Another philosophical shaggy dog story for those who appreciate that sort of thing

by Dave Maier

This post started out as one about the mathematical question of whether 1 = 0.9999…, an issue which confuses a lot of people. This confusion shouldn’t be surprising, as it involves infinity; and if you’re not confused about infinity, then you probably don’t understand it. Unfortunately what I had to say about it, at least in the strictly mathematical context, has been said fairly well already by many others, which shouldn’t be surprising either, as I am not a mathematician. (I should have Googled it first and saved myself some time.)

A_shaggy_dogSo rather than going through all that stuff again (although we will see some of it soon enough), let me say here at the beginning why it was sticking in my mind in the first place. This will introduce some dramatic tension into an otherwise boring post, as the reader wonders what the heck these things have to do with each other. Like I said: another shaggy dog story to start the new year. (The pictured animal is to be found on the Wikipedia entry for “shaggy dog story” and is identified there as “the archetypical subject of long-winded, pointless stories”.)

TaylorSo then. I just began reading Charles Taylor’s new book The Language Animal (seriously, I’m on page 6). Taylor has been writing about these things for many years, so his general views are already familiar, but apparently he has a bit more to tell us. His main concern, as he tells us on page ix, is the same as always: to argue that our linguistic capacity is “more multiform than has usually been supposed, [in that] it includes capacities for meaning creation which go far beyond that of encoding and communicating information, which is too often taken as its central form.” In particular, while Taylor allows that contemporary analytic philosophy of language is much more sophisticated than in early modernity, when rationalism and empiricism were the main players on the philosophical stage, “certain […] key assumptions” of that era “have survived into analytic post-Fregean philosophy”.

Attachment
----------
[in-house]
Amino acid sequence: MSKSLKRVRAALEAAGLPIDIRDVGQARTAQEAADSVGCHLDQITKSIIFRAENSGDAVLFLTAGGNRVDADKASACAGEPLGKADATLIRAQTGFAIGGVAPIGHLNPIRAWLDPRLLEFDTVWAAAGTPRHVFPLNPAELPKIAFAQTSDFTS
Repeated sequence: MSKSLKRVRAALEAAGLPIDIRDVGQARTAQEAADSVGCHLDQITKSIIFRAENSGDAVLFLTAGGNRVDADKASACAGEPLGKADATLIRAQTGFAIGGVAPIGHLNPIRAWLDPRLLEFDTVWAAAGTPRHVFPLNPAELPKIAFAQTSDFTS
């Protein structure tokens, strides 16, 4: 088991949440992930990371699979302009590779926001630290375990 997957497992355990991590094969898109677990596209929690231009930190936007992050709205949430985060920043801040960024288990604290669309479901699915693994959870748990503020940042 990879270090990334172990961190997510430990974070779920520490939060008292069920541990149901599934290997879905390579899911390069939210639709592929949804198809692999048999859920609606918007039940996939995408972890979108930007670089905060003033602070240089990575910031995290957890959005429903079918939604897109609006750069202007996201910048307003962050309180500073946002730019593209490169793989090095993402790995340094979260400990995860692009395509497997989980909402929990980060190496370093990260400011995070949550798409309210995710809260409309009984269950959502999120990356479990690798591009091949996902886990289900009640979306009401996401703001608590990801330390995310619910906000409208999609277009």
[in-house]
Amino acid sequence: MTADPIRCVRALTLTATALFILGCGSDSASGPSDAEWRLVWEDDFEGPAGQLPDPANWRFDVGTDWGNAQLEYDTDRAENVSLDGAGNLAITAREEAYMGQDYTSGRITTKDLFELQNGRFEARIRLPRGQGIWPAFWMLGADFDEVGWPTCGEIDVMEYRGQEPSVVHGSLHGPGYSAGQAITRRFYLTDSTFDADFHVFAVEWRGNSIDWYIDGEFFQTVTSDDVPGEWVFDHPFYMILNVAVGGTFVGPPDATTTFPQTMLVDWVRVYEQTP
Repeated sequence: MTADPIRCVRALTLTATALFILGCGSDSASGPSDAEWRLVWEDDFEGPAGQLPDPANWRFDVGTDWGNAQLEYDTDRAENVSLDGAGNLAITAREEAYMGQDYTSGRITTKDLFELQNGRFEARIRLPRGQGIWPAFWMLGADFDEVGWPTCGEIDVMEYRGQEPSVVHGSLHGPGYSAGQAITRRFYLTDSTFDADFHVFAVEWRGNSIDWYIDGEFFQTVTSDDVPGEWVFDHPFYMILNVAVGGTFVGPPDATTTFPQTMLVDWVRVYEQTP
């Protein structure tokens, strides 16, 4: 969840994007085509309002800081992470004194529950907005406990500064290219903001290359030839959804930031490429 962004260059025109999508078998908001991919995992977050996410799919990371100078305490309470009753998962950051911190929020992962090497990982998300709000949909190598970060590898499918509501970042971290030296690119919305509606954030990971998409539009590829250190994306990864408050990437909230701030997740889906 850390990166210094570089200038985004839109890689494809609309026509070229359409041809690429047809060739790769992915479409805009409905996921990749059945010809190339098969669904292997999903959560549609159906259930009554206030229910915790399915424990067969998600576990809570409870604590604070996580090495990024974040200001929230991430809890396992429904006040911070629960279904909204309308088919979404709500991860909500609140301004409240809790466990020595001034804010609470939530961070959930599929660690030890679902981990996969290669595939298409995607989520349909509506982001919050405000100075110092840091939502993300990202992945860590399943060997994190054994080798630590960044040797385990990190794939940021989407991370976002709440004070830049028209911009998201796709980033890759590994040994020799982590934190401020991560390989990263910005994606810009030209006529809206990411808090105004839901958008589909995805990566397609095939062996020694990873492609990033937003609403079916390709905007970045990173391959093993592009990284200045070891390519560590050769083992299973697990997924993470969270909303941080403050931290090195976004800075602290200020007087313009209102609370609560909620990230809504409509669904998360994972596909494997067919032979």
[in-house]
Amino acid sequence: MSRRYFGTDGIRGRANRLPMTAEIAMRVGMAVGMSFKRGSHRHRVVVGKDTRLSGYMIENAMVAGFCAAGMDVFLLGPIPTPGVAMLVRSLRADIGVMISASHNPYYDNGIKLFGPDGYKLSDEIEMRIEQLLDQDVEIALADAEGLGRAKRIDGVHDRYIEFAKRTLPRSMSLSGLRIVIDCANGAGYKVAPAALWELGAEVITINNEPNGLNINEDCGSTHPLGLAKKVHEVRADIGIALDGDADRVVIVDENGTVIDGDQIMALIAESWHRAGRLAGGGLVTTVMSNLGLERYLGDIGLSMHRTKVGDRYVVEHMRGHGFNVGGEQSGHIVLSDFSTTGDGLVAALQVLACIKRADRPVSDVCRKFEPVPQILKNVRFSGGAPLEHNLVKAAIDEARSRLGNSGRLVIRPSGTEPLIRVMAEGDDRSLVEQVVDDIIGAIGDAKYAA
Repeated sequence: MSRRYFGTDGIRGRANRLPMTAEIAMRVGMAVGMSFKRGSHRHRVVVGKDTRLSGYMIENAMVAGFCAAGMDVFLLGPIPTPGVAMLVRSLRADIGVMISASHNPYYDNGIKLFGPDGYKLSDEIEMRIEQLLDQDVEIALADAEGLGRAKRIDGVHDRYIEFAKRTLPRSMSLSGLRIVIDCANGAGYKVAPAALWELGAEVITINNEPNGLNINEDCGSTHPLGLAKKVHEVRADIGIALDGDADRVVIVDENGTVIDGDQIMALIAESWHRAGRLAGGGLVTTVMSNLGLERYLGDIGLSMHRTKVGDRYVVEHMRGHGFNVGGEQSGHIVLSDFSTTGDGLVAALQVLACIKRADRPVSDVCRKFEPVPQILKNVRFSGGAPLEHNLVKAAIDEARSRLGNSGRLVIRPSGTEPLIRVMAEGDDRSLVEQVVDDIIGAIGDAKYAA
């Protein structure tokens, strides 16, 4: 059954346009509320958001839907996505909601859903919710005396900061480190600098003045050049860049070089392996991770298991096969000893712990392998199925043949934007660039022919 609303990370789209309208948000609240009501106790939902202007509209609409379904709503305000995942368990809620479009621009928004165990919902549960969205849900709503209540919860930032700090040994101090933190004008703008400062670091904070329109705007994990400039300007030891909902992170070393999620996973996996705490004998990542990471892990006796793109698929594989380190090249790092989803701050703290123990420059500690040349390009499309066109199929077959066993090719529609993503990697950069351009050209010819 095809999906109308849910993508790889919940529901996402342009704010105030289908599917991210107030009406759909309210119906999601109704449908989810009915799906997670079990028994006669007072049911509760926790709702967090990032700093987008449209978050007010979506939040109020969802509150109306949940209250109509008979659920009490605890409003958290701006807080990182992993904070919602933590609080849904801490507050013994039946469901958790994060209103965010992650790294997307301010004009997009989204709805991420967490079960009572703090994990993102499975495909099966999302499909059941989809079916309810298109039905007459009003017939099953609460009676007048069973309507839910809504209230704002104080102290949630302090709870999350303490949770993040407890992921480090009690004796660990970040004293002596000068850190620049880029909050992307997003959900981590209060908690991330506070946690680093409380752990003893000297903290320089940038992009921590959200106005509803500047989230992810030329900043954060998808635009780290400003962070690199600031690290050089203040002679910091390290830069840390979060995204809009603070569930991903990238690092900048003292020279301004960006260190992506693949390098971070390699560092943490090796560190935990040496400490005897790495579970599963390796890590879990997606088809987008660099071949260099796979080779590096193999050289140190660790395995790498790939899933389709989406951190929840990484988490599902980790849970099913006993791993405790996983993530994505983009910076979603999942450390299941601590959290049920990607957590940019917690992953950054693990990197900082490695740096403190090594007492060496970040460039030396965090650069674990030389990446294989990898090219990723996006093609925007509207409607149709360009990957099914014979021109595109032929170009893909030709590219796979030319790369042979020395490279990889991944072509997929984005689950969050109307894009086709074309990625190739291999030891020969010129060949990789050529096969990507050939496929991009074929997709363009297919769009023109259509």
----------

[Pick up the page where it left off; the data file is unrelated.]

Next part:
The reason we need a new book, it turns out, is that while progress has been made on this front, and the objectionable theory has at least been crushed into pieces, it has not yet been entirely pulverized.

An important task of The Language Animal is thus to “refute the remaining fragments” of this legacy, which he calls the “HLC” theory, named after its origins in the work of Hobbes, Locke, and Condillac. Taylor rejects this theory’s conception of linguistic meaning as “designative”, as well as, more generally, the form it takes, i.e. an “enframing” theory, which attempts to construct a conception of language out of pre-existing, non-linguistic elements (and indeed one can easily see how the two conceptions might reinforce each other).

Taylor’s favored replacement, as before, is the “HHH” theory, correspondingly named after its origins in the work of 18th- and 19th-century German philosophers [Johann Georg] Hamann, [Johann Gottfried] Herder, and [Wilhelm von] Humboldt. Taylor calls this a “constitutive” theory, which is the “antitype of the enframing sort”, and presents language as “not explicable within a framework picture of human life conceived without language” (p. 4). Here too, the theory’s form fits naturally with its content, for which Taylor in fact uses just about the same word (“constitutive-expressive”). On this view, language does not and, crucially, cannot simply denote objects in the world independent of ourselves (that is, in the way made mysterious by modern epistemology and metaphysics); it must also in some way help to constitute its object and at the same time (as I like to put it) express its user’s fundamental existential commitments.